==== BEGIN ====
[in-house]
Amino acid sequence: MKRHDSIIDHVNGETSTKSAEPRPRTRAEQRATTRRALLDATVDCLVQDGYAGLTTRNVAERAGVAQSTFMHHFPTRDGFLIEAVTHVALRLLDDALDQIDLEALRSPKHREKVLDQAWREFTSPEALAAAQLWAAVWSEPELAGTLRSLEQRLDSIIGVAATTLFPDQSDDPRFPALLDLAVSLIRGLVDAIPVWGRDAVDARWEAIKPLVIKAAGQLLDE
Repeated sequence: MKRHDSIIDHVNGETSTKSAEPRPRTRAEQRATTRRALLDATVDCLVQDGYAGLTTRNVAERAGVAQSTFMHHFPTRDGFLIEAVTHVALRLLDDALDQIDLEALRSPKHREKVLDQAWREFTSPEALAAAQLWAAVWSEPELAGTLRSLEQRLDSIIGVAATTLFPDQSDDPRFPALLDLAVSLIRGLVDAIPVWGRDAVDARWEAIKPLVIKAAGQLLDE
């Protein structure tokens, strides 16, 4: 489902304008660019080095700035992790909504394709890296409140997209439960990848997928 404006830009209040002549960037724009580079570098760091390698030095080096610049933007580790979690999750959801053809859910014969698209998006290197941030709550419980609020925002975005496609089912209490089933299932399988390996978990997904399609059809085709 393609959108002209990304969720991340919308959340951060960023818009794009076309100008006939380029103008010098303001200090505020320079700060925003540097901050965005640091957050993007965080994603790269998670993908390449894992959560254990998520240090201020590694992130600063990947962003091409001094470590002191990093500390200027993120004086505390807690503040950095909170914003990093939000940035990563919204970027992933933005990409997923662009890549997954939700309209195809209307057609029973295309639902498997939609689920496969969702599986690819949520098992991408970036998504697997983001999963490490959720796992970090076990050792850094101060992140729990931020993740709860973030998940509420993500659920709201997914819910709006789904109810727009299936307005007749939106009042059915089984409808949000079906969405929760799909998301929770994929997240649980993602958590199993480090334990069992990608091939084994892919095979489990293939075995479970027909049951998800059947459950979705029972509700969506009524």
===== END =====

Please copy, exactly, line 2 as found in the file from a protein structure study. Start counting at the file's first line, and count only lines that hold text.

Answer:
Amino acid sequence: MKRHDSIIDHVNGETSTKSAEPRPRTRAEQRATTRRALLDATVDCLVQDGYAGLTTRNVAERAGVAQSTFMHHFPTRDGFLIEAVTHVALRLLDDALDQIDLEALRSPKHREKVLDQAWREFTSPEALAAAQLWAAVWSEPELAGTLRSLEQRLDSIIGVAATTLFPDQSDDPRFPALLDLAVSLIRGLVDAIPVWGRDAVDARWEAIKPLVIKAAGQLLDE